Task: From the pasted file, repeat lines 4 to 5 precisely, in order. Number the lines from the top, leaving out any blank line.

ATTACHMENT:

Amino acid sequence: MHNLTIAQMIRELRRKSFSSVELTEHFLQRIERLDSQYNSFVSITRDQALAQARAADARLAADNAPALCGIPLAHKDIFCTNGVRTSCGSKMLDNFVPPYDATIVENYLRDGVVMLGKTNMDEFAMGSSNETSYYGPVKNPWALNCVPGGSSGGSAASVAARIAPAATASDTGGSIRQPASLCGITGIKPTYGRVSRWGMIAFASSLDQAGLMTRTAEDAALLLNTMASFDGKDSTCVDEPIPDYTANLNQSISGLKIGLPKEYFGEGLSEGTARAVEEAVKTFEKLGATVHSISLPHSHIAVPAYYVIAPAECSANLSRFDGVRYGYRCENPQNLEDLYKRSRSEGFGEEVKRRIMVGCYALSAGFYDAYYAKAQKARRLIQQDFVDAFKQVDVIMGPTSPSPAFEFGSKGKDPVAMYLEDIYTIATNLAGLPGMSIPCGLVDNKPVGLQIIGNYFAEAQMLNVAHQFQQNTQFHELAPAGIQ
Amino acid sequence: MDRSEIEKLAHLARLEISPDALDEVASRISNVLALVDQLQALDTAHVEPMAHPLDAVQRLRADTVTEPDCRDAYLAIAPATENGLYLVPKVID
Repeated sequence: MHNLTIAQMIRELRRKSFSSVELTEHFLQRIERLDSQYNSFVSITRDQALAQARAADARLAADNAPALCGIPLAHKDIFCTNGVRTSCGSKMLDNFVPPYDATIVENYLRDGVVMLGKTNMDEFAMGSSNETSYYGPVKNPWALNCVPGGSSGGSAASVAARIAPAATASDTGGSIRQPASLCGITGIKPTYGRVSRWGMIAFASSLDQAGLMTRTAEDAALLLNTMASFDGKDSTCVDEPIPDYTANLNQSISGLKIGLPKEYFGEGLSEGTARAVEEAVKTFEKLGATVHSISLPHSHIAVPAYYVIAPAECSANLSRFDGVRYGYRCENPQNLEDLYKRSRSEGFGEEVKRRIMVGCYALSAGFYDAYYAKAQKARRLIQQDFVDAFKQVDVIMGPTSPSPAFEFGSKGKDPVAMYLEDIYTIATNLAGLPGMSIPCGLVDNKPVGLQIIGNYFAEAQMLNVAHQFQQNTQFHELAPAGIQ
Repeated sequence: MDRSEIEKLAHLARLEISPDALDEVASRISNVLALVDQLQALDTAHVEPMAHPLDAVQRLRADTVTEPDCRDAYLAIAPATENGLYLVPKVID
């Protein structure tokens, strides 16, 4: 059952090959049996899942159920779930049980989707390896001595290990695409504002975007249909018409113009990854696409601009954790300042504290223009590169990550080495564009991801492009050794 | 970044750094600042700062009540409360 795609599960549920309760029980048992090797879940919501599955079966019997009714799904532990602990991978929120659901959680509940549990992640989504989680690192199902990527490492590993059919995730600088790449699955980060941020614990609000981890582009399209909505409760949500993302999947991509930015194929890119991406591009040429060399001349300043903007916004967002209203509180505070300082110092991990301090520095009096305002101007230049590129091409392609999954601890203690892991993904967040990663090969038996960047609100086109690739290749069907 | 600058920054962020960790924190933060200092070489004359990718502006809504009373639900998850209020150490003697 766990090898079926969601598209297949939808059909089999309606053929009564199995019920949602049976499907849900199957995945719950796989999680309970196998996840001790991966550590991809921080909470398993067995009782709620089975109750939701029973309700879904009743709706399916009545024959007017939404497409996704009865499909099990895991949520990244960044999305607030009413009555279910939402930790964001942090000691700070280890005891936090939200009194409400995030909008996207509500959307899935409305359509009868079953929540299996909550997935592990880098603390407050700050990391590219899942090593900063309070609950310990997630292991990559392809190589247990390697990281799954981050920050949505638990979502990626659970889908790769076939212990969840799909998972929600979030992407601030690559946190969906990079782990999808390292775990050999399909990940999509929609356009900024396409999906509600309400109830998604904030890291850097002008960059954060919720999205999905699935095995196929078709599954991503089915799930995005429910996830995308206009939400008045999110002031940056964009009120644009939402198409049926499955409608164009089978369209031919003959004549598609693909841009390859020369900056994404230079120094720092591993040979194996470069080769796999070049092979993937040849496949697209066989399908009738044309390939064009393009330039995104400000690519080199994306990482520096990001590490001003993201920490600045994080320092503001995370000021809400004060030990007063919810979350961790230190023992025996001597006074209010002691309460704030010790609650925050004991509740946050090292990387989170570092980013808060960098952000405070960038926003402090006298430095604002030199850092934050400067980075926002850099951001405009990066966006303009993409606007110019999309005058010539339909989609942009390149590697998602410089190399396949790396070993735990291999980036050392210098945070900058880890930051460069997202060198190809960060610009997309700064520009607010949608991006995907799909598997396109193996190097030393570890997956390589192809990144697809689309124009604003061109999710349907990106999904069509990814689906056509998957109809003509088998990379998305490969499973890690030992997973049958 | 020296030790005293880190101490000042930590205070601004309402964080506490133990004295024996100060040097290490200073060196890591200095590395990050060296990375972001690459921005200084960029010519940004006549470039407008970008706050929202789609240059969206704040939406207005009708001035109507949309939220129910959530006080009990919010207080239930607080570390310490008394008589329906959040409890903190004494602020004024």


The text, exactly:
Repeated sequence: MDRSEIEKLAHLARLEISPDALDEVASRISNVLALVDQLQALDTAHVEPMAHPLDAVQRLRADTVTEPDCRDAYLAIAPATENGLYLVPKVID
């Protein structure tokens, strides 16, 4: 059952090959049996899942159920779930049980989707390896001595290990695409504002975007249909018409113009990854696409601009954790300042504290223009590169990550080495564009991801492009050794 | 970044750094600042700062009540409360 795609599960549920309760029980048992090797879940919501599955079966019997009714799904532990602990991978929120659901959680509940549990992640989504989680690192199902990527490492590993059919995730600088790449699955980060941020614990609000981890582009399209909505409760949500993302999947991509930015194929890119991406591009040429060399001349300043903007916004967002209203509180505070300082110092991990301090520095009096305002101007230049590129091409392609999954601890203690892991993904967040990663090969038996960047609100086109690739290749069907 | 600058920054962020960790924190933060200092070489004359990718502006809504009373639900998850209020150490003697 766990090898079926969601598209297949939808059909089999309606053929009564199995019920949602049976499907849900199957995945719950796989999680309970196998996840001790991966550590991809921080909470398993067995009782709620089975109750939701029973309700879904009743709706399916009545024959007017939404497409996704009865499909099990895991949520990244960044999305607030009413009555279910939402930790964001942090000691700070280890005891936090939200009194409400995030909008996207509500959307899935409305359509009868079953929540299996909550997935592990880098603390407050700050990391590219899942090593900063309070609950310990997630292991990559392809190589247990390697990281799954981050920050949505638990979502990626659970889908790769076939212990969840799909998972929600979030992407601030690559946190969906990079782990999808390292775990050999399909990940999509929609356009900024396409999906509600309400109830998604904030890291850097002008960059954060919720999205999905699935095995196929078709599954991503089915799930995005429910996830995308206009939400008045999110002031940056964009009120644009939402198409049926499955409608164009089978369209031919003959004549598609693909841009390859020369900056994404230079120094720092591993040979194996470069080769796999070049092979993937040849496949697209066989399908009738044309390939064009393009330039995104400000690519080199994306990482520096990001590490001003993201920490600045994080320092503001995370000021809400004060030990007063919810979350961790230190023992025996001597006074209010002691309460704030010790609650925050004991509740946050090292990387989170570092980013808060960098952000405070960038926003402090006298430095604002030199850092934050400067980075926002850099951001405009990066966006303009993409606007110019999309005058010539339909989609942009390149590697998602410089190399396949790396070993735990291999980036050392210098945070900058880890930051460069997202060198190809960060610009997309700064520009607010949608991006995907799909598997396109193996190097030393570890997956390589192809990144697809689309124009604003061109999710349907990106999904069509990814689906056509998957109809003509088998990379998305490969499973890690030992997973049958 | 020296030790005293880190101490000042930590205070601004309402964080506490133990004295024996100060040097290490200073060196890591200095590395990050060296990375972001690459921005200084960029010519940004006549470039407008970008706050929202789609240059969206704040939406207005009708001035109507949309939220129910959530006080009990919010207080239930607080570390310490008394008589329906959040409890903190004494602020004024």